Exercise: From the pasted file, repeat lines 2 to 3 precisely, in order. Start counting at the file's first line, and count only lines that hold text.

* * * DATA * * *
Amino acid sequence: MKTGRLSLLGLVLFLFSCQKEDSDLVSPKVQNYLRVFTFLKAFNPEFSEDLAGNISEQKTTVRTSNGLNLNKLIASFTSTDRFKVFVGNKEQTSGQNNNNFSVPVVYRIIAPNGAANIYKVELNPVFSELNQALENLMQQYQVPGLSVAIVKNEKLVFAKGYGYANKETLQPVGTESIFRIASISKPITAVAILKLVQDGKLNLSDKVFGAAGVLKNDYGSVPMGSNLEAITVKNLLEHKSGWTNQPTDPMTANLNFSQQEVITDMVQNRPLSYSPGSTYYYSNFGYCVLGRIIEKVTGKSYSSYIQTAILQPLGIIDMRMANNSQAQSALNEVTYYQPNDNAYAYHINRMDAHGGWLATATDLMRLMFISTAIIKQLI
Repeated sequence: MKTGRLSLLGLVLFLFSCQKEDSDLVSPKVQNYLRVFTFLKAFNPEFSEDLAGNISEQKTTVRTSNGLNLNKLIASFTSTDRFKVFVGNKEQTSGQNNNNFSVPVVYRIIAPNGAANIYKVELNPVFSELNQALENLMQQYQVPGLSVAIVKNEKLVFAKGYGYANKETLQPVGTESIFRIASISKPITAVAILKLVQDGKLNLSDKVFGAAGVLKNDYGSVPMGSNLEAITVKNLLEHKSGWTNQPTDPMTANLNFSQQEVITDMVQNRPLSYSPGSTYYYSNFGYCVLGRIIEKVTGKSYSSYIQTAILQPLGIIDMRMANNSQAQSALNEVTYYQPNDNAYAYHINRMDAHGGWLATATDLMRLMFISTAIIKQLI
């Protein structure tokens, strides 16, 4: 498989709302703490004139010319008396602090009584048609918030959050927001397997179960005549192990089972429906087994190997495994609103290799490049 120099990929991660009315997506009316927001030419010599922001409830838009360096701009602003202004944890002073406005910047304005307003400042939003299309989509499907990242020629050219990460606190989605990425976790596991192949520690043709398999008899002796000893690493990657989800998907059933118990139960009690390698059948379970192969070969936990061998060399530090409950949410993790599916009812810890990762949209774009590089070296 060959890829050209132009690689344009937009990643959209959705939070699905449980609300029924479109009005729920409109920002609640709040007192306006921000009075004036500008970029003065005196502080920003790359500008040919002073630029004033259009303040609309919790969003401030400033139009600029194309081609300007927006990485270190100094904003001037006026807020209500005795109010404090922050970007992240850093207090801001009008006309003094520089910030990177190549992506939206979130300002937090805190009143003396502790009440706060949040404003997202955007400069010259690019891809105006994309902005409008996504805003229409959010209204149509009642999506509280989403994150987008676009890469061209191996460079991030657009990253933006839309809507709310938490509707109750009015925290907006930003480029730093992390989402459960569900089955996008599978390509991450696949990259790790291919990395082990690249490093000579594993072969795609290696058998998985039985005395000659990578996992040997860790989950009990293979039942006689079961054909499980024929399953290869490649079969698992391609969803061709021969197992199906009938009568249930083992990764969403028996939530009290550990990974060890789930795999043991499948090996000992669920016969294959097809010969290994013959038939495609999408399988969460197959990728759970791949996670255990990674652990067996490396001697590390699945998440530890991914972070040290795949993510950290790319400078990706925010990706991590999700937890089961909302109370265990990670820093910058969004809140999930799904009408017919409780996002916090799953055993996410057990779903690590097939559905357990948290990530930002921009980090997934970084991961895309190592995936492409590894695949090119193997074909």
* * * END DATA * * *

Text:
Repeated sequence: MKTGRLSLLGLVLFLFSCQKEDSDLVSPKVQNYLRVFTFLKAFNPEFSEDLAGNISEQKTTVRTSNGLNLNKLIASFTSTDRFKVFVGNKEQTSGQNNNNFSVPVVYRIIAPNGAANIYKVELNPVFSELNQALENLMQQYQVPGLSVAIVKNEKLVFAKGYGYANKETLQPVGTESIFRIASISKPITAVAILKLVQDGKLNLSDKVFGAAGVLKNDYGSVPMGSNLEAITVKNLLEHKSGWTNQPTDPMTANLNFSQQEVITDMVQNRPLSYSPGSTYYYSNFGYCVLGRIIEKVTGKSYSSYIQTAILQPLGIIDMRMANNSQAQSALNEVTYYQPNDNAYAYHINRMDAHGGWLATATDLMRLMFISTAIIKQLI
């Protein structure tokens, strides 16, 4: 498989709302703490004139010319008396602090009584048609918030959050927001397997179960005549192990089972429906087994190997495994609103290799490049 120099990929991660009315997506009316927001030419010599922001409830838009360096701009602003202004944890002073406005910047304005307003400042939003299309989509499907990242020629050219990460606190989605990425976790596991192949520690043709398999008899002796000893690493990657989800998907059933118990139960009690390698059948379970192969070969936990061998060399530090409950949410993790599916009812810890990762949209774009590089070296 060959890829050209132009690689344009937009990643959209959705939070699905449980609300029924479109009005729920409109920002609640709040007192306006921000009075004036500008970029003065005196502080920003790359500008040919002073630029004033259009303040609309919790969003401030400033139009600029194309081609300007927006990485270190100094904003001037006026807020209500005795109010404090922050970007992240850093207090801001009008006309003094520089910030990177190549992506939206979130300002937090805190009143003396502790009440706060949040404003997202955007400069010259690019891809105006994309902005409008996504805003229409959010209204149509009642999506509280989403994150987008676009890469061209191996460079991030657009990253933006839309809507709310938490509707109750009015925290907006930003480029730093992390989402459960569900089955996008599978390509991450696949990259790790291919990395082990690249490093000579594993072969795609290696058998998985039985005395000659990578996992040997860790989950009990293979039942006689079961054909499980024929399953290869490649079969698992391609969803061709021969197992199906009938009568249930083992990764969403028996939530009290550990990974060890789930795999043991499948090996000992669920016969294959097809010969290994013959038939495609999408399988969460197959990728759970791949996670255990990674652990067996490396001697590390699945998440530890991914972070040290795949993510950290790319400078990706925010990706991590999700937890089961909302109370265990990670820093910058969004809140999930799904009408017919409780996002916090799953055993996410057990779903690590097939559905357990948290990530930002921009980090997934970084991961895309190592995936492409590894695949090119193997074909």